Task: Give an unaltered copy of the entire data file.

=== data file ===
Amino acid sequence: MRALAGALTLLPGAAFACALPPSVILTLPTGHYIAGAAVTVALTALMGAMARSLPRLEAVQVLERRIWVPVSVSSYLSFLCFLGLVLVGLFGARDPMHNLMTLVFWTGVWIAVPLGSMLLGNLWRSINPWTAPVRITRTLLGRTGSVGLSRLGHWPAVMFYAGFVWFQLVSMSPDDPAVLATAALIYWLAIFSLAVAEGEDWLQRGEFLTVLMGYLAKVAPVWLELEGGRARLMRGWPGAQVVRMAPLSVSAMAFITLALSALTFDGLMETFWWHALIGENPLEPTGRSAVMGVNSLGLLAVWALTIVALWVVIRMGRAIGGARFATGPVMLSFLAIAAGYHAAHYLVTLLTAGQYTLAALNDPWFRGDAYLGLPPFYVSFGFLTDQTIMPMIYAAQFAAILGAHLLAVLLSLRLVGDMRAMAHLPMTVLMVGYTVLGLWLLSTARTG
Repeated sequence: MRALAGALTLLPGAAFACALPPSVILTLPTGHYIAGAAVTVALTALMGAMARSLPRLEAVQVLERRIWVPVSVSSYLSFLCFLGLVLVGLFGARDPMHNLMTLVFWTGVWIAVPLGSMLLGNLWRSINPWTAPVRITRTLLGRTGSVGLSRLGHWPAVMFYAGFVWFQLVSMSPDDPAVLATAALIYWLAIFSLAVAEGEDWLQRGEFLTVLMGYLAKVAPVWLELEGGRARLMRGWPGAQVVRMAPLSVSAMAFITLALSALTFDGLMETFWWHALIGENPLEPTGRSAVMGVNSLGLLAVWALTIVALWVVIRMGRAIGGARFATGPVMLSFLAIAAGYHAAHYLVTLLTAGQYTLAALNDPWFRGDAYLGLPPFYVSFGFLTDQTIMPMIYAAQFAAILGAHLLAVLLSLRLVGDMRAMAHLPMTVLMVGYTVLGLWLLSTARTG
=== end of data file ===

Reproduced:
Amino acid sequence: MRALAGALTLLPGAAFACALPPSVILTLPTGHYIAGAAVTVALTALMGAMARSLPRLEAVQVLERRIWVPVSVSSYLSFLCFLGLVLVGLFGARDPMHNLMTLVFWTGVWIAVPLGSMLLGNLWRSINPWTAPVRITRTLLGRTGSVGLSRLGHWPAVMFYAGFVWFQLVSMSPDDPAVLATAALIYWLAIFSLAVAEGEDWLQRGEFLTVLMGYLAKVAPVWLELEGGRARLMRGWPGAQVVRMAPLSVSAMAFITLALSALTFDGLMETFWWHALIGENPLEPTGRSAVMGVNSLGLLAVWALTIVALWVVIRMGRAIGGARFATGPVMLSFLAIAAGYHAAHYLVTLLTAGQYTLAALNDPWFRGDAYLGLPPFYVSFGFLTDQTIMPMIYAAQFAAILGAHLLAVLLSLRLVGDMRAMAHLPMTVLMVGYTVLGLWLLSTARTG
Repeated sequence: MRALAGALTLLPGAAFACALPPSVILTLPTGHYIAGAAVTVALTALMGAMARSLPRLEAVQVLERRIWVPVSVSSYLSFLCFLGLVLVGLFGARDPMHNLMTLVFWTGVWIAVPLGSMLLGNLWRSINPWTAPVRITRTLLGRTGSVGLSRLGHWPAVMFYAGFVWFQLVSMSPDDPAVLATAALIYWLAIFSLAVAEGEDWLQRGEFLTVLMGYLAKVAPVWLELEGGRARLMRGWPGAQVVRMAPLSVSAMAFITLALSALTFDGLMETFWWHALIGENPLEPTGRSAVMGVNSLGLLAVWALTIVALWVVIRMGRAIGGARFATGPVMLSFLAIAAGYHAAHYLVTLLTAGQYTLAALNDPWFRGDAYLGLPPFYVSFGFLTDQTIMPMIYAAQFAAILGAHLLAVLLSLRLVGDMRAMAHLPMTVLMVGYTVLGLWLLSTARTG